By Teik Chuan Goh, analyst, manufacturing technology, IHS Markit
- 2019 will be a tough year for machine builders, with overall global machine production revenue growing at a compound annual growth rate (CAGR) of 2.1 percent from 2017 and reaching $1.6 trillion in 2022.
- Year-over-year eurozone machine production revenues are expected to contract slightly by 0.4 percent in 2019. The Asia-Pacific region will grow by low single digits, as growth in China – the largest contributor in the machine tools market – is expected to remain in the single digits, at least until 2020.
- The machine tools category comprised 5.7 percent of all global machinery production revenue in 2019. After the global economic downturn in 2015, a short 5.5 percent year-over-year growth spurt in 2017 helped revenues climb to their highest level. However, the year-over-year growth rate fell to 3.4 percent in 2018. It is expected to decline by 0.4 percent in 2019.
- The largest downstream industries in the machine tool sector are automotive, with 25 percent of revenues, and consumer electronics, with 16 percent.
The market performance of the machine tool sector is highly dependent on commodity prices, macroeconomic conditions and sector performance (e.g., automotive, construction, aerospace, and ship building). According to IHS Markit Economy and Country Risk (ECR) information, a global recession is highly unlikely to occur in 2019. However, due to weaker global trade, pollical uncertainties, and other headwinds, global machine tools production revenue will only begin to improve late in 2020 or early in 2021.
Automotive and consumer electronics lead the market
The poor sales of automobiles in late 2018, and the downward-trending market for smartphones and PCs, is reflected in the latest sales and production revenue estimates from IHS Markit. Other broad, underlying factors for the downturn include a weaker global trade environment, increased geopolitical tensions, lower investor confidence and declining global vehicle sales. Furthermore, the top producing and consuming countries for this type of machinery – namely, Germany and China – have been hit especially hard by the industry downturn.
Bleak near-term signs for machine tools production in Germany and China
In the fourth quarter of 2018, Germany’s manufacturing purchasing managers index (PMI) slipped to a 31-month low. The country’s total machinery production revenue is forecast to contract by 0.3 percent in 2019, with machine tools revenue growing at just 0.7 percent, year over year. Germany’s poor performance was caused by the global decline in automotive manufacturing. While it is difficult to isolate the main reason for the declining growth in this industry, changes in the way new vehicles are regulated is an obvious candidate.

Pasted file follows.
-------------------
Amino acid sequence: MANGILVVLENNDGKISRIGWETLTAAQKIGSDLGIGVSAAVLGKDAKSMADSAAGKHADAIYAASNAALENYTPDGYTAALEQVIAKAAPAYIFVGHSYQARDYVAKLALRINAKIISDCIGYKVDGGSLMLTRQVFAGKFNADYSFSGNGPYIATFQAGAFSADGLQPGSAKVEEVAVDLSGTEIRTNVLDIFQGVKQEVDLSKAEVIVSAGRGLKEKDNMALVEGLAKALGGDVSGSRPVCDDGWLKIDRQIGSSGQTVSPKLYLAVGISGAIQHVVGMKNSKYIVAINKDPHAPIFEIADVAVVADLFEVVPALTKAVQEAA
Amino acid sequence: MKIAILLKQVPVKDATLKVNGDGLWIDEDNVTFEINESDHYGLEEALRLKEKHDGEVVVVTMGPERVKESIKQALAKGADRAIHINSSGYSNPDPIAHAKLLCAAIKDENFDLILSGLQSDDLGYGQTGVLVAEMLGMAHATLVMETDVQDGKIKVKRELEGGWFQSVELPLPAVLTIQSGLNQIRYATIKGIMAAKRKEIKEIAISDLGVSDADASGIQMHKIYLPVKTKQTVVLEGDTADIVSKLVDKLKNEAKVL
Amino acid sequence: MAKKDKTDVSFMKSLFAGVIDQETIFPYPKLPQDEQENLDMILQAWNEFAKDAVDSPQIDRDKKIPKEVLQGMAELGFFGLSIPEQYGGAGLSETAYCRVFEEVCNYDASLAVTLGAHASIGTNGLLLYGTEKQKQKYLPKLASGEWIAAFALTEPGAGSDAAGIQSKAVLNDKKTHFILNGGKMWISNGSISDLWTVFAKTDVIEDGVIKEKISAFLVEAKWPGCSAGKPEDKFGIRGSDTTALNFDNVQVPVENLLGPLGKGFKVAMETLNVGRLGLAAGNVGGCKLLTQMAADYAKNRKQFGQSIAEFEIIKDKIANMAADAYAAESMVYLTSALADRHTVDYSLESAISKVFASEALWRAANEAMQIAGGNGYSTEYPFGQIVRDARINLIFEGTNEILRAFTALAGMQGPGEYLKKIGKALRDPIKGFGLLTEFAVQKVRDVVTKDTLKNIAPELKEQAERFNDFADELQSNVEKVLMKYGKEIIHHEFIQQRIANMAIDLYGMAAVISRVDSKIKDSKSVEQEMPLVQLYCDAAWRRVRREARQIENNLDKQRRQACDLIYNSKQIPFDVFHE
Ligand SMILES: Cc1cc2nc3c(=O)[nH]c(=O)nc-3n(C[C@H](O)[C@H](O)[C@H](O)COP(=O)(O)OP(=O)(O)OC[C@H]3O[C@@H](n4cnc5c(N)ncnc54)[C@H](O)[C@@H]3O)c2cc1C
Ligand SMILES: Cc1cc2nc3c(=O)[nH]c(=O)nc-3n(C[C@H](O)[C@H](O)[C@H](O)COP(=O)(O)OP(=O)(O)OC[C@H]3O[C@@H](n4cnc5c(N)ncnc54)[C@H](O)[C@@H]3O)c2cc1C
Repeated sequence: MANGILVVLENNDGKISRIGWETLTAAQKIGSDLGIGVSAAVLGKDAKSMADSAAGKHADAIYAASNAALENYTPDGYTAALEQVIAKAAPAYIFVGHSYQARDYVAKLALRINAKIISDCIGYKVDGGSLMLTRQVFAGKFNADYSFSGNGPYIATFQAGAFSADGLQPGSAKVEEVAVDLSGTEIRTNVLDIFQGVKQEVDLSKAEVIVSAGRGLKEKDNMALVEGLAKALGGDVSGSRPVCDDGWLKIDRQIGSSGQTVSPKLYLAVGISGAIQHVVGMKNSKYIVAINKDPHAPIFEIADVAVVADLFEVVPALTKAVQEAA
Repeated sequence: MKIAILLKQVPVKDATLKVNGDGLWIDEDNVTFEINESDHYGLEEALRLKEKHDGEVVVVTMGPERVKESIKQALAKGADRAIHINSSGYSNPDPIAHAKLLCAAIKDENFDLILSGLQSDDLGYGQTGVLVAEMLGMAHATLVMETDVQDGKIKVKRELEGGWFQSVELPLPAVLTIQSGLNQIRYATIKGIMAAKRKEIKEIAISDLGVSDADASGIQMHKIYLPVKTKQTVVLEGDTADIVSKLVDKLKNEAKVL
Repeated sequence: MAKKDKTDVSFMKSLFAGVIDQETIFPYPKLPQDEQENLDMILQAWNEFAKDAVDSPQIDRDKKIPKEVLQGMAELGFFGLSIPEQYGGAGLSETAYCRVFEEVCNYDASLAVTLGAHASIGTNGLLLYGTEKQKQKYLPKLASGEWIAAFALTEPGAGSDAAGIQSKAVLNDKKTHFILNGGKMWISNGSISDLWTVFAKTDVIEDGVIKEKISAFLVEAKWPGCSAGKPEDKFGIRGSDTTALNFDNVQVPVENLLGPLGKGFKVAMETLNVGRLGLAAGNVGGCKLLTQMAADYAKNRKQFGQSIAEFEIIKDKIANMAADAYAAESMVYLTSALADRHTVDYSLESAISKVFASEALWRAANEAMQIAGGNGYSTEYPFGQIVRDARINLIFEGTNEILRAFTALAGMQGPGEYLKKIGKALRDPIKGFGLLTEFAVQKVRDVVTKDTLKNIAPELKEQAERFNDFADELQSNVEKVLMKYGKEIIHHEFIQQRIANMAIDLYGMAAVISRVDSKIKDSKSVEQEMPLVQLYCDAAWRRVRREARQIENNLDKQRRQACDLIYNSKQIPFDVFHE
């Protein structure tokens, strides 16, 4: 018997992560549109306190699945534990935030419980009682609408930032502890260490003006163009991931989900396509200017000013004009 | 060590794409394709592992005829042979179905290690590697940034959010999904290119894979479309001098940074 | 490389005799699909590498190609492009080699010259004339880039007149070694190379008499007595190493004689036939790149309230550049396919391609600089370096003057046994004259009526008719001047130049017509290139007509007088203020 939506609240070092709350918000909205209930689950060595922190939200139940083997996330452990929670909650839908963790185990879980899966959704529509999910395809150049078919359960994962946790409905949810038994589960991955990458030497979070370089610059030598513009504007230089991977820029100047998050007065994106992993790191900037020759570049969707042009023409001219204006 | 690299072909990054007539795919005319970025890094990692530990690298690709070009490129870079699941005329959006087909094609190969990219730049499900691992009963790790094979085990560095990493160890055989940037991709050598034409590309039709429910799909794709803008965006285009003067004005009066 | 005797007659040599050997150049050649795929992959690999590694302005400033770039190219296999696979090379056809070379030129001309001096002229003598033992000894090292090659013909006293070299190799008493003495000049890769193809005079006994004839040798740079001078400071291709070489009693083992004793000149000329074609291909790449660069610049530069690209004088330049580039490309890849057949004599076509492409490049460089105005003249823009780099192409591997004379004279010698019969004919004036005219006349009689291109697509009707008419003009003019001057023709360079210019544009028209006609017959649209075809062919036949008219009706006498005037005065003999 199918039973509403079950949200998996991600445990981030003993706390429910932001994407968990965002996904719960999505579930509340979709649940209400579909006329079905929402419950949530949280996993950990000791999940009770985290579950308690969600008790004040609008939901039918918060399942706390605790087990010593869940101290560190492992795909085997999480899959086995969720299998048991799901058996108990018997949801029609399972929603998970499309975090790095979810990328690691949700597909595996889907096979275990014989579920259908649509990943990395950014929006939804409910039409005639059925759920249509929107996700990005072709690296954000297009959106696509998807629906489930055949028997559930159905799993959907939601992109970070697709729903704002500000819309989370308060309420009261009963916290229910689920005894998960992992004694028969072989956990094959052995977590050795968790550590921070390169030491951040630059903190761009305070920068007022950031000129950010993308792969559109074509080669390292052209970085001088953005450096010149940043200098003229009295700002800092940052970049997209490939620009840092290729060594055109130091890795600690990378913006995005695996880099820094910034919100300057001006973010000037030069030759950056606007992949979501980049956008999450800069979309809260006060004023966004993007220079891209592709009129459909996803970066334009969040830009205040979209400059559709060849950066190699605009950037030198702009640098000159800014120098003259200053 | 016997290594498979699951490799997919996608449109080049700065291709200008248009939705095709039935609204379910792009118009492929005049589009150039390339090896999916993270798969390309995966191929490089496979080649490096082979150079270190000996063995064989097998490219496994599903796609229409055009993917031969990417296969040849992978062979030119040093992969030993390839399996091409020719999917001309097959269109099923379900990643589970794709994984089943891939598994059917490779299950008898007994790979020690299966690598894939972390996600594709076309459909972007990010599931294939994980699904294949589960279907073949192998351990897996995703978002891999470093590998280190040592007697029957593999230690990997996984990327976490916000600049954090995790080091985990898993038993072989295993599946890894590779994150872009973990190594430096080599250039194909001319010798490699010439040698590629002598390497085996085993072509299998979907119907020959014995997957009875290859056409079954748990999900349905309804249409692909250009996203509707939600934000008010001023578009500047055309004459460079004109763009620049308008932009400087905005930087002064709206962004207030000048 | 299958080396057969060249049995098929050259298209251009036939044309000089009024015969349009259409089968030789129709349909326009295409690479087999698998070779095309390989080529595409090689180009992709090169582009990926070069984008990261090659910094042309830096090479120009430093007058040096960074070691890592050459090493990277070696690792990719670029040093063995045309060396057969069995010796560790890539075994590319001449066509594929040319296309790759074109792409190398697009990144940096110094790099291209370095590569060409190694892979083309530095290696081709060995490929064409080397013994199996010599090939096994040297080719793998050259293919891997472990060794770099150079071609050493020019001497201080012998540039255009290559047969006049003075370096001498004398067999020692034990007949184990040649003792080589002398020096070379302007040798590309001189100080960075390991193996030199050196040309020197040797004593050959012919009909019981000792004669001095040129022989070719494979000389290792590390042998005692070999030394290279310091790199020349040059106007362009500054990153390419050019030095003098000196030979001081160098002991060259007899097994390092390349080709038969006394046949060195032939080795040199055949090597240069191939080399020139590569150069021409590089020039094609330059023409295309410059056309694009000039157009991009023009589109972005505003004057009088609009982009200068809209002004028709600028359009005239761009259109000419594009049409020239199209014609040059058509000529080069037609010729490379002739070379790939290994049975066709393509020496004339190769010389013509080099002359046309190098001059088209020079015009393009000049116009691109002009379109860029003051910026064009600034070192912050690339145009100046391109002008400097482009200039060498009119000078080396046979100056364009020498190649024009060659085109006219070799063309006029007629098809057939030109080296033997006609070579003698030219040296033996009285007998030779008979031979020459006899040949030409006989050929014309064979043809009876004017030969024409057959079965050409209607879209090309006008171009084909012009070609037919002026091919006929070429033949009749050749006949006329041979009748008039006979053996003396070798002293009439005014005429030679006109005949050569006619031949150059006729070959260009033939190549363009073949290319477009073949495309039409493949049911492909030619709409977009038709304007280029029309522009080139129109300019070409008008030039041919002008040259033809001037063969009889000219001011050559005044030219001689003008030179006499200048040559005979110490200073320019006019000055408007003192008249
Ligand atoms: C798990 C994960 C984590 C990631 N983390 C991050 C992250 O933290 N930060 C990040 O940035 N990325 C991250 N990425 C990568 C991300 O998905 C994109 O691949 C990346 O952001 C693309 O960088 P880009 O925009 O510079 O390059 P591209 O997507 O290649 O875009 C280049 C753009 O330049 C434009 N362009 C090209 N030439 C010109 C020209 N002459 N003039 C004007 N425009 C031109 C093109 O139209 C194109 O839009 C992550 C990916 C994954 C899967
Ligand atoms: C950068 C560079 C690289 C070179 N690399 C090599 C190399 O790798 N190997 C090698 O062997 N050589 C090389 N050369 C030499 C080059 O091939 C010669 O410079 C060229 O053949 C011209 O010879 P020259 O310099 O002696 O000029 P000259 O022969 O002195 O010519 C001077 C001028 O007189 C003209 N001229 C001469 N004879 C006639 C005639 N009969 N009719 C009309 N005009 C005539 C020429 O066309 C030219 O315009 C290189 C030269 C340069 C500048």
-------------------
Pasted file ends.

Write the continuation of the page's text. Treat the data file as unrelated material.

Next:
The tedious and long approval time for regulatory compliance has proven costly to automakers. Especially in Europe, consumers are also more conscious about making new vehicle purchases, in the face of these ever-changing regulations. Although the automobile manufacturing industry has made strides in implementing new technologies, market conditions will continue to push near-term machinery investment rate to an all-time low.
Machinery production in China is also facing tremendous downward pressure, due to slowing investment, sluggish growth in downstream industries and the Sino-US trade war. China is also dealing with many of the same problems Germany is facing, including contracting automotive sales and weaker global trade.
Although national stimulus policies have been enacted, and industrial upgrades have been implemented gradually, they have not done enough to offset the economic headwinds in China. IHS Markit forecasts that China’s machinery production revenue will grow only 1.4 percent in 2019, the lowest rate since 2015. Machine tools production revenue will also suffer, contracting by 3.7 percent in 2019.
Timing is key for AGVs and AI and other game-changing innovations
Good timing is often the key to a successful product launch. Despite the current declining economic conditions, the application of automated guided vehicles (AGVs) and AI in machine tools is expected to increase in the next few years. Some companies are more keen than others to strengthen their competitive edge during hard times.
Machine tool companies have started to include AGVs in their work flows, to load and unload materials. Normally this process would be handled by a few skilled workers, but this type of work can now be completed by a single AGV with a robotic arm.
Robotic modules with robotic arms are also used to help cutting machines load, unload and move products and manufacturing components. Hybrid solutions are now appearing, that enable machines to form and cut at the same time. This ability is particularly important for production lines that need to save space, by minimizing the machine footprint.
With efficiency and precision in mind, proprietary AI systems can be used to constantly tune and optimize cutting machines in real time and without human intervention. These systems are smart enough to regulate cooling and power, which results in cost savings from less waste material, longer service intervals and reduced power usage. On top of all of that, cutting tools can be continuously tuned and adjusted to provide an optimal cut.